When I was about seven or eight, my father took me to his former school for a foundation anniversary celebration. I don’t remember much about the event, but one memory is still very vivid in my mind. I remember entering what must have been a lecture hall that had been preserved from the time of yore (the school was founded in 1604). At the front of the hall there was a massive chalkboard, and facing it, tiered rows of wooden desks. The desks had engraved spaces for an ink pot and a quill. I curiously asked my father about those, and I couldn’t help but imagine what it must have been like to study at a time where those were commonplace school utensils.
Undeniably, we live in very different times from those ink and quill days, and now it is commonplace to see digital tools such as tablets, computers and mobile phones in the classrooms. With the introduction of new technologies, the pervasive question has always been how to use those technologies to enhance education. Vanessa Vega, in her technology integration research review, states that learning doesn’t necessarily improve by simply introducing technology in schools. According to her, “Successful technology integration for learning generally goes hand in hand with changes in teacher training, curricula, and assessment practices.”
In a previous post, I discussed how teaching and learning has to be reimagined to adapt to the 21st century demands, and how just including new digital tools in old teaching models is not sufficient. In that post, I discussed how the role of the teacher has changed, from being the middle man between knowledge and the students, to a facilitator and model of how to research, curate, synthesise and share information and ideas. In my last week’s post, I explored two models of technology integration, TPACK and SAMR, and how purpose and pedagogy are at the forefront of successful use of technology in the classroom.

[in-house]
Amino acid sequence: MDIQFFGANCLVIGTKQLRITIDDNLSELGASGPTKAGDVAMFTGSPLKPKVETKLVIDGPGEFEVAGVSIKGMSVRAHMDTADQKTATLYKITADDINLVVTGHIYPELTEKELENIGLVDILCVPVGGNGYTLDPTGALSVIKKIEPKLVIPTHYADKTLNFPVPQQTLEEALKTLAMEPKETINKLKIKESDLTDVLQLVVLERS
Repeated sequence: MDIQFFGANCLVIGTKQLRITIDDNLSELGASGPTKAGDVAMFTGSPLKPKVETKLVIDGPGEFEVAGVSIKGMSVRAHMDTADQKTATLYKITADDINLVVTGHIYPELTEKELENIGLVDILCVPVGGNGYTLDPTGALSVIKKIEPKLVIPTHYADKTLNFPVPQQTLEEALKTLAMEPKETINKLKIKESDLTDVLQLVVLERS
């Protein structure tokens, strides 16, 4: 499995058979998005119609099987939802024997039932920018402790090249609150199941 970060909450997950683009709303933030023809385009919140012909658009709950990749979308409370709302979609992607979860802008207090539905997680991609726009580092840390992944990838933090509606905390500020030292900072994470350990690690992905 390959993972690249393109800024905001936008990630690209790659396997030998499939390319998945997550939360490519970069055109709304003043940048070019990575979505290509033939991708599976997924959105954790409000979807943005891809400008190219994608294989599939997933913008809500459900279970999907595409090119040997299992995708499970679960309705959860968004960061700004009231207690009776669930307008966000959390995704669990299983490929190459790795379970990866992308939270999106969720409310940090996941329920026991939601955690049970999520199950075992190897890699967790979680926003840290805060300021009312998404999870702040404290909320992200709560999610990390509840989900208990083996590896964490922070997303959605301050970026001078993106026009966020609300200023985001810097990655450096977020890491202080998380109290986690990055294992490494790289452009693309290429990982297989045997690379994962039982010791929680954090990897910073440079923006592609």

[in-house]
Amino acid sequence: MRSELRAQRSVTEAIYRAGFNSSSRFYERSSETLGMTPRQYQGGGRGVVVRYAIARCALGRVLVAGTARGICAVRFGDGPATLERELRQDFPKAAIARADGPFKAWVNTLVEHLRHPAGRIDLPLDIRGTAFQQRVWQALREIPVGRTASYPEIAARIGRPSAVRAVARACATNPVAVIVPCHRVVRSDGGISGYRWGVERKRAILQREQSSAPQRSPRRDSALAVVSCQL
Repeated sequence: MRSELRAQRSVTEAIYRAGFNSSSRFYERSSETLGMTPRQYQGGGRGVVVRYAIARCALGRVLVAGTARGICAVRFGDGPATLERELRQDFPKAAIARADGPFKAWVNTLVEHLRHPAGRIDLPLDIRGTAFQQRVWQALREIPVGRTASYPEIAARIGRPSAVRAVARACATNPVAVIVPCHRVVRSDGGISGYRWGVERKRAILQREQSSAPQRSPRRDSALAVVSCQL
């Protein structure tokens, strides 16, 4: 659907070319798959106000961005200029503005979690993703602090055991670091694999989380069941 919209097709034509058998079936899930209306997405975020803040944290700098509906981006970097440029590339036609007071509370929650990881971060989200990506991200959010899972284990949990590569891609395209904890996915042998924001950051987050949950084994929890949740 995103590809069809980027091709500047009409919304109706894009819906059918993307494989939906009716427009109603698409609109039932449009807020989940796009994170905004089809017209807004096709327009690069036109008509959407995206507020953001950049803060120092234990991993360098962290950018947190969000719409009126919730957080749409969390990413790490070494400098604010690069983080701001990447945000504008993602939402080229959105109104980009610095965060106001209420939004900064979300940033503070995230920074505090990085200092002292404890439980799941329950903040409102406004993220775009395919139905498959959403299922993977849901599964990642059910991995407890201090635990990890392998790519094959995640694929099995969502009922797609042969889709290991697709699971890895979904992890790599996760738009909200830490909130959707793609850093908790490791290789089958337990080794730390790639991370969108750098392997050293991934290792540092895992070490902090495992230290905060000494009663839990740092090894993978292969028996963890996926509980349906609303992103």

Now, the question is, has teaching and learning in our schools experienced those profound changes that we have been touting? Do we frequently use technology to redesign learning experiences for students, or simply make substitutions, doing old things in new ways? Since I can’t speak for all, I will use my own experience to delve into this question.
Twelve years ago, when I started teaching, I was an avid user of the computer labs at school, and I proudly printed and displayed in my classroom the posters and typed work from my students. Looking at the SAMR model, I was merely substituting tools, so instead of handwriting their work or making posters with paper and markers, the students were doing them in the computer. Later on, with the introduction of the 1:1 programme and Moodle, things slowly started to change. I was able to transfer some of my “teaching”, flipping my classroom, offering students a variety of curated resources that they could use at home, leaving class time for hands-on practice, discussion and inquiry. My students also started using tools in their computers to create content by making podcasts, videos and multimedia documents and presentations. Progressively, a variety of Web 2.0 tools have made their way into my classroom, both for teaching and learning, and I constantly try to think how my students can more meaningfully engage and work towards achieving their learning goals using technology. This has provided opportunities for modification and redefinition.
Recently, in a unit where we were exploring the key concept Time, Place and Space and the related concept Perspective in the context of journeys, students used Google Maps Street View to explore various pre-selected destinations. With the 360 views, the students were able to describe in detail the locations and look at features that might make the place attractive for tourism. The students also read travel blogs, watched videos of other destinations and explored websites such as Tripadvisor, where they could access first hand reviews of the different locations they were researching. Throughout the whole time, the students were looking at how people’s perspectives affect their choices and perceptions of travel and tourism, and how we can determine the value of different sources of information. To expand their understanding, we connected with another Grade 6 class in Sioux Falls, and through Flipgrid, the students were able to share tourist experiences in Sioux Falls, USA and Suzhou, China, where we are. Lastly, the students wrote in their blogs about a location in Suzhou that might be an interesting destination for a variety of tourists.
So, does all my teaching look like this last example? Certainly not. At times, my students still use technology as a substitution tool. However, I do strive to find opportunities to innovate, even if I am not always successful. It took me years to get to where I am today, and my journey was fuelled by my own motivation and my skills. After all, although I am not a digital native, I was using internet before I graduated from high school, so I perhaps find it easier to keep up with the fast pace of technological changes and are more willing to take risks with it. All in all, through my own work, I hope to be an igniter of wider change. It just takes one domino to start a chain reaction.